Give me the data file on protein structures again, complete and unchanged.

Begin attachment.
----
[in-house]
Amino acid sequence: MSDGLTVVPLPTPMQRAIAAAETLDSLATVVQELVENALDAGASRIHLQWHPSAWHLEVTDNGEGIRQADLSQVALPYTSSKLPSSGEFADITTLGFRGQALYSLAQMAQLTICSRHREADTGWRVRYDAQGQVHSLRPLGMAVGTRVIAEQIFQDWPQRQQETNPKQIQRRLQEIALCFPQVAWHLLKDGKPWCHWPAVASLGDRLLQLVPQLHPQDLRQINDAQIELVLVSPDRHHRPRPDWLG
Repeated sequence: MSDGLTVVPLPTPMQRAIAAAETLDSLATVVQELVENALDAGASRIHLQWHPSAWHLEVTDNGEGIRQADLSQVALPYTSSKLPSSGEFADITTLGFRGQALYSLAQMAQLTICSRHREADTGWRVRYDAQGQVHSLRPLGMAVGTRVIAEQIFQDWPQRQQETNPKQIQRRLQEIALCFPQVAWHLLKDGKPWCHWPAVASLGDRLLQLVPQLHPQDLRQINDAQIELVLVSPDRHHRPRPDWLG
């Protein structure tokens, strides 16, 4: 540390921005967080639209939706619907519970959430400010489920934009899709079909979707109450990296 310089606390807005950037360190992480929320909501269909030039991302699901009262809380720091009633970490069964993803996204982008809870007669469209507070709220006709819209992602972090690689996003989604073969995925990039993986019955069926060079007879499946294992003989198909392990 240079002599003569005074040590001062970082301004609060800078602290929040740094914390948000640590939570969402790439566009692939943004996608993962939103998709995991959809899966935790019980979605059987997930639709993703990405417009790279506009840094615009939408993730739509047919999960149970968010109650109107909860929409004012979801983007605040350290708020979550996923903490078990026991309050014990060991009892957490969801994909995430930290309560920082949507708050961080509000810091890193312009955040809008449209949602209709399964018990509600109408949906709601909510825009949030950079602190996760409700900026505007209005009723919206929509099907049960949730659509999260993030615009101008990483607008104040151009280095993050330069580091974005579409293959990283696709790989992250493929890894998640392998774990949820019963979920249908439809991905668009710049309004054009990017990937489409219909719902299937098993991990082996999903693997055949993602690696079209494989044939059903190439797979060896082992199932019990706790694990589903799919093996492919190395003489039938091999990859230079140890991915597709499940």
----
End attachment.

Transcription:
[in-house]
Amino acid sequence: MSDGLTVVPLPTPMQRAIAAAETLDSLATVVQELVENALDAGASRIHLQWHPSAWHLEVTDNGEGIRQADLSQVALPYTSSKLPSSGEFADITTLGFRGQALYSLAQMAQLTICSRHREADTGWRVRYDAQGQVHSLRPLGMAVGTRVIAEQIFQDWPQRQQETNPKQIQRRLQEIALCFPQVAWHLLKDGKPWCHWPAVASLGDRLLQLVPQLHPQDLRQINDAQIELVLVSPDRHHRPRPDWLG
Repeated sequence: MSDGLTVVPLPTPMQRAIAAAETLDSLATVVQELVENALDAGASRIHLQWHPSAWHLEVTDNGEGIRQADLSQVALPYTSSKLPSSGEFADITTLGFRGQALYSLAQMAQLTICSRHREADTGWRVRYDAQGQVHSLRPLGMAVGTRVIAEQIFQDWPQRQQETNPKQIQRRLQEIALCFPQVAWHLLKDGKPWCHWPAVASLGDRLLQLVPQLHPQDLRQINDAQIELVLVSPDRHHRPRPDWLG
């Protein structure tokens, strides 16, 4: 540390921005967080639209939706619907519970959430400010489920934009899709079909979707109450990296 310089606390807005950037360190992480929320909501269909030039991302699901009262809380720091009633970490069964993803996204982008809870007669469209507070709220006709819209992602972090690689996003989604073969995925990039993986019955069926060079007879499946294992003989198909392990 240079002599003569005074040590001062970082301004609060800078602290929040740094914390948000640590939570969402790439566009692939943004996608993962939103998709995991959809899966935790019980979605059987997930639709993703990405417009790279506009840094615009939408993730739509047919999960149970968010109650109107909860929409004012979801983007605040350290708020979550996923903490078990026991309050014990060991009892957490969801994909995430930290309560920082949507708050961080509000810091890193312009955040809008449209949602209709399964018990509600109408949906709601909510825009949030950079602190996760409700900026505007209005009723919206929509099907049960949730659509999260993030615009101008990483607008104040151009280095993050330069580091974005579409293959990283696709790989992250493929890894998640392998774990949820019963979920249908439809991905668009710049309004054009990017990937489409219909719902299937098993991990082996999903693997055949993602690696079209494989044939059903190439797979060896082992199932019990706790694990589903799919093996492919190395003489039938091999990859230079140890991915597709499940």